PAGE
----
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Looking for satisfying meals that leave you with a full belly and a full wallet? You've come to the right place. Welcome to Cheap Eats, a new OnMilwaukee food series where we shine a spotlight on Milwaukee restaurants serving up tasty dishes for less than $10.
770 N. Jefferson St.
Dish: Combo platter of chicken masala and aalu palak, with rice and a soda
Total cost: $8
Everyone has the same initial question walking into Shah Jee's Pakistani Restaurant for the first time: Uh, so where the heck IS Shah Jee's?
Walk into the building located at 770 N. Jefferson St., and you'll be greeted by something more like a grey boring office building than a vibrant international cuisine hotspot. Am I in the right place? Is this some kind of social experiment that I'm failing? Should I have prepared for a job interview or a lunch?
But as any good Milwaukeean (with an even better palate) knows, you're in the right place. You just have to walk down a few stairs and follow the roar of the noontime rush into the building's modest basement food court, and you'll have found one of the city's finest and cheapest culinary hidden gems: a lunchtime secret that treats your belly as well as your billfold.
Now, when I say "food court," I truly mean a food court – complete with plastic lunch trays and utensils, Styrofoam dishes, bare walls and ordering from a lunch line like a classic school time hot lunch. But what Shah Jee's dining area lacks in flavorful atmosphere, it utterly makes up for in flavorful food – at an even more appetizing price.
For less than an Alexander Hamilton, Shah Jee's offers a steaming, scrumptious plate filled with two of its five options: chicken masala (tender boneless chicken cooked in a delicious bath of onions, tomatoes and garlic); aalu palak (a blend of spinach, potato chunks and a whole bunch of spices and herbs); daal masoor (red lentils mixed with garlic cloves, herbs and spices); chana masala (garbanzo beans stewed with onions and tomatoes); and saag paneer (Indian cheese cubes mixed with authentic herbs and spinach).
I typically go with the first two options, a heap of basmati rice and a soda, all of which costs me a whopping $8. But no matter what you order, you're getting your money's worth in terms of flavor. The chicken masala is always succulently juicy and tender, exploding with pleasantly warm spice, and the aalu palak is a delicious complement. Plus, when you've eaten all of the chicken pieces and potato chunks, there's often a delectable pools of the respective sauces they've been stewing in, so you just scoop your rice into there and soak up even more flavor.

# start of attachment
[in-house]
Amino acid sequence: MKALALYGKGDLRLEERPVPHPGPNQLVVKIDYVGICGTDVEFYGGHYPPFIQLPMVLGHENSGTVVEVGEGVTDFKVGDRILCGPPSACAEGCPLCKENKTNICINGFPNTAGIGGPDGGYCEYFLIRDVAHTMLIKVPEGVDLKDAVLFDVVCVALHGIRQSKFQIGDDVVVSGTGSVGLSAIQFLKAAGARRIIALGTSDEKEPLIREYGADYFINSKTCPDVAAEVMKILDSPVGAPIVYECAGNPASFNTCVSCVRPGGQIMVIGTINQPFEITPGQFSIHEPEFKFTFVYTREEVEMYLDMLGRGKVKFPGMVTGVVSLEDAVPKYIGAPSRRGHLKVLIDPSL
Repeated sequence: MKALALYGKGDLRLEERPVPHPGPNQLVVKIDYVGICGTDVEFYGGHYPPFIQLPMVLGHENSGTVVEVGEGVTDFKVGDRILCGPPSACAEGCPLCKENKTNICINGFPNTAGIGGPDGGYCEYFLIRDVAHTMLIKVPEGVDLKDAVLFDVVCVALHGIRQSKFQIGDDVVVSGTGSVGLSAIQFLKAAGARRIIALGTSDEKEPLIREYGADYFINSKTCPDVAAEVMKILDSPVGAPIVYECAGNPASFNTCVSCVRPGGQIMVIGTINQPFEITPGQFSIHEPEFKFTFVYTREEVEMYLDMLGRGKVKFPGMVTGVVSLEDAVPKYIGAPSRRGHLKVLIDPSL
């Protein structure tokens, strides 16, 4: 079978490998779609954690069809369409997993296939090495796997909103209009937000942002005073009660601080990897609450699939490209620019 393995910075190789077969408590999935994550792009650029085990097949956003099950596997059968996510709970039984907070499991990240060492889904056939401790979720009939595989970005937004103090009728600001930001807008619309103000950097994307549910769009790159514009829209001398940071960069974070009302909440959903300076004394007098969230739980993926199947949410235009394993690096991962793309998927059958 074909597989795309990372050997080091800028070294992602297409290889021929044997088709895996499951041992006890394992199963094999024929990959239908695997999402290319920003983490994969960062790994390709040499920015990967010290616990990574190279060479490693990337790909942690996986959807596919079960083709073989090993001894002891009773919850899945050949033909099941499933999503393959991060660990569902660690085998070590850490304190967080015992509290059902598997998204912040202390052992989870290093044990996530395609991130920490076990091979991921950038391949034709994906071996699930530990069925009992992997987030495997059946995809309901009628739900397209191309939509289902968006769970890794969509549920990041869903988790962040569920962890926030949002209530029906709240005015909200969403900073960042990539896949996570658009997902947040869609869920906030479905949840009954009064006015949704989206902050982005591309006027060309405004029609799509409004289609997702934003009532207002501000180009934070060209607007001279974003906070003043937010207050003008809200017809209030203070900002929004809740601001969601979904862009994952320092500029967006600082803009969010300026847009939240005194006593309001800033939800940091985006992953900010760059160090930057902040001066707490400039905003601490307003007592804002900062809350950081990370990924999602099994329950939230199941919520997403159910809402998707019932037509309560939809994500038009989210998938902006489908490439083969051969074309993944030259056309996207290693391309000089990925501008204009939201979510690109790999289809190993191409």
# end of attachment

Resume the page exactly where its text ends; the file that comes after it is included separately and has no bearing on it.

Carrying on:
It's a totally satisfying way to snag a work time lunch (and Shah Jee's is only open Mondays through Fridays from 11 a.m. until 2:30 p.m., so it'll almost certainly be a work time lunch). You'll get a plate full of flavor, but you won't be so sleepily overstuffed that you spend the rest of the day trying to fight off an impending food coma in your cubicle.
So while you may walk into Shah Jee's asking one question, you're almost certain to walk out with a new inquiry in mind: How soon can we come back?
Pro tip: God help you if you forget to grab yourself some of the green sauce available in a squeeze bottle near Shah Jee's cutlery station. It's delicious and essential. I don't know what it is, and while I'm sure I could ask or look it up, I'd rather just assume that it's made of unicorn giggles and puppy smiles.
As much as it is a gigantic cliché to say that one has always had a passion for film, Matt Mueller has always had a passion for film. Whether it was bringing in the latest movie reviews for his first grade show-and-tell or writing film reviews for the St. Norbert College Times as a high school student, Matt is way too obsessed with movies for his own good.
When he's not writing about the latest blockbuster or talking much too glowingly about "Piranha 3D," Matt can probably be found watching literally any sport (minus cricket) or working at - get this - a local movie theater. Or watching a movie. Yeah, he's probably watching a movie.